Despite additional rainfall, the Ohio River is holding at about 26 feet, three feet above flood stage.

Metro Sewer District Director Bud Schardein says he expects the river to stay there for the next three or four days, even though slightly more rain is in the forecast for Tuesday.

“Were still in a holding patter, we are operating 14 flood pumping plants. They’re doing their job, they’re pumping this rainwater that is hitting the city into the river; and there are no reports of flooding behind the walls or the levee.”

Schardein says River Road will remain closed in some places for a few more days and urges residents to continue using alternate routes.

Local News

Ohio River Reaches Flood Stage

The Ohio River has officially reached minor flood stage.

At about 11 PM Wednesday night the river surpassed the official flood stage of 23 feet, and was running Thursday morning  at about 24.7 feet, almost two feet above flood stage.

The river is expected to exceed 28 feet this weekend, but the National Weather Service says they are still trying to get a handle on the amount of rain that fell upstream.

Mike Callahan with the National Weather Service says he was surprised by the amount of rain that fell in Louisville Wednesday afternoon, which is the main cause for the current flooding.

“When you get heavy rain locally, you’ll get a fast rise and a quick crest but it won’t be prolonged,” Callahan says “when you get the heavy rain upstream especially if it crosses most of the basin then you’ll get a prolonged rise but it’ll go higher.”

MSD Director Bud Schardein says standard flood procedures are working properly today. “We close off all the underground pipes that drain to the river so that water can’t back into the city” he says, “we close streets as the water rises at elevation, and we turn flood pumping plants on to pump whatever rainfall in the city falls, over the floodwall and into the river.”

9 of 16 floodwater pumping stations have been activated and it is estimated that 3 or 4 more pumping stations will be activated over the weekend. Some sections of River Road have been closed due to the flooding.

The National Weather Service says they are still analyzing data from the rain upstream to determine the full effects.

Local News

With Rain Predicted, MSD Remains in “Holding Pattern” on Flooding

by Dalton Main

The Ohio River is just below flood stage and is expected to stay there for the next few days.

Rain and melted snow from further north have left the river high. It crested Monday morning about 18 inches below the 23-foot flood stage. MSD director Bud Schardein says even though rain is predicted for later this week, the river should remain below flood stage.

“Right now we’re just basically at a holding pattern, and It’s still early in the spring. I’ve seen the river stay several feet above pool for a couple of weeks before and that’s not untypical this time of year,” he says.

There is less than an inch of rain in the forecast for Tuesday night and possibly a half inch for Wednesday. The water level is expected to drop slightly before the rainfall.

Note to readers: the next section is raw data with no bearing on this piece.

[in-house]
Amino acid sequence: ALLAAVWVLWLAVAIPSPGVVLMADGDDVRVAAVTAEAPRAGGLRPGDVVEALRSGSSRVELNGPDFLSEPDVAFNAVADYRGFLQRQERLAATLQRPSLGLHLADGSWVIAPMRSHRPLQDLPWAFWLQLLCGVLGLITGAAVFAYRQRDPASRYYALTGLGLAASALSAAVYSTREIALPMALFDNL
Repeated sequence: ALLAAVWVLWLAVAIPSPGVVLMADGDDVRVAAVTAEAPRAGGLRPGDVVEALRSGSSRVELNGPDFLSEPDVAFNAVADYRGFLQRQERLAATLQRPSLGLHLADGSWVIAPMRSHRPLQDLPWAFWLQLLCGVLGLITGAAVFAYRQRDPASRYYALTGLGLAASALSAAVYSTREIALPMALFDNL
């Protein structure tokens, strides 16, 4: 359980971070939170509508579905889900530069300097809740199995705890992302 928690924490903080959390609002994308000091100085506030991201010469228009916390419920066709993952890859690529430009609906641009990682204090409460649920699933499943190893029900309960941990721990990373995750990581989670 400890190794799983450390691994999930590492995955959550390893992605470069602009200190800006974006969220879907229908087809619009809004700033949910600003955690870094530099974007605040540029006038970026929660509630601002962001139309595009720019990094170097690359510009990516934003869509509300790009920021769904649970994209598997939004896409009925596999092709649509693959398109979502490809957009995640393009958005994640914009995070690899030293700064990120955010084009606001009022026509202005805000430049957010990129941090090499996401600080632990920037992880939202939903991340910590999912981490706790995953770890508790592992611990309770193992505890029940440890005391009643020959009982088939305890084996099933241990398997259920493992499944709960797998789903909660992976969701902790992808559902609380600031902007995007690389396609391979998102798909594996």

The National Weather Service cancelled Monday’s flood watch.

Local News

Council Passes $330 Million MSD Bond

The Louisville Metro Council has approved a bond issue for the Metropolitan Sewer District.

MSD requested a $330 million bond that would be guaranteed by the city. The money will mostly go toward federally-mandated sewer improvements. The district plans to repay the bond through a 6.5 to 7 percent rate increase over the next three to four years.

MSD sought and won a $180 million bond issuance for similar improvements last year. Council majority caucus spokesperson Tony Hyatt says the frequent rate hikes are uncomfortable, but they could be worse.

“MSD had pretty much told us if they had wanted to, they could’ve had huge rate increases in double-digits, but in these tight economic times, they thought it was best to go for the rate increases they needed at the time to keep the projects going,” he says. So while no one likes a rate increase, we are under a federal consent decree to correct the problem.”

The council approved the bond issue at its regular meeting Thurday evening.

Local News

MSD Still Pursuing Buyouts To Prevent Flooding

The head of the Metropolitan Sewer District says more storms like the one that caused last year’s flash flood are likely in the city’s future, and he wants to prepare local infrastructure.

More than seven inches of rain fell in just over an hour on parts of the city on the morning of August 4th, 2009. The rain was too much for Louisville’s drainage system to handle, and flood waters damaged homes, businesses, government buildings and vehicles in parts of west, central and south Louisville.

MSD Director Bud Schardein stops short of blaming climate change or other causes, but says these kinds of weather incidents are becoming more common.

“There was about 8-10 inches of rain that fell in Chicago in several hours,” he says. “In June, there were people who died—I believe 20 or so—in flash flooding in the Ozarks due to a very heavy, very intense rain event in a very short period of time and just a week later in Oklahoma, the same thing occurred. This is a trend.”

Schardein says MSD is applying for federal grants to buy homes in flood-prone areas and replace them with green space. The open lots would absorb water during storms and help prevent the sewers from overflowing.

“If we’re successful, and I think we’re going to be with some of these, then we’re going to be able to offer those homeowners the opportunity to leave that area where they’re vulnerable—relocate to another home,” he says.

Schardein says the district is eyeing about 130 homes for buyouts. So far, he says homeowners have been receptive.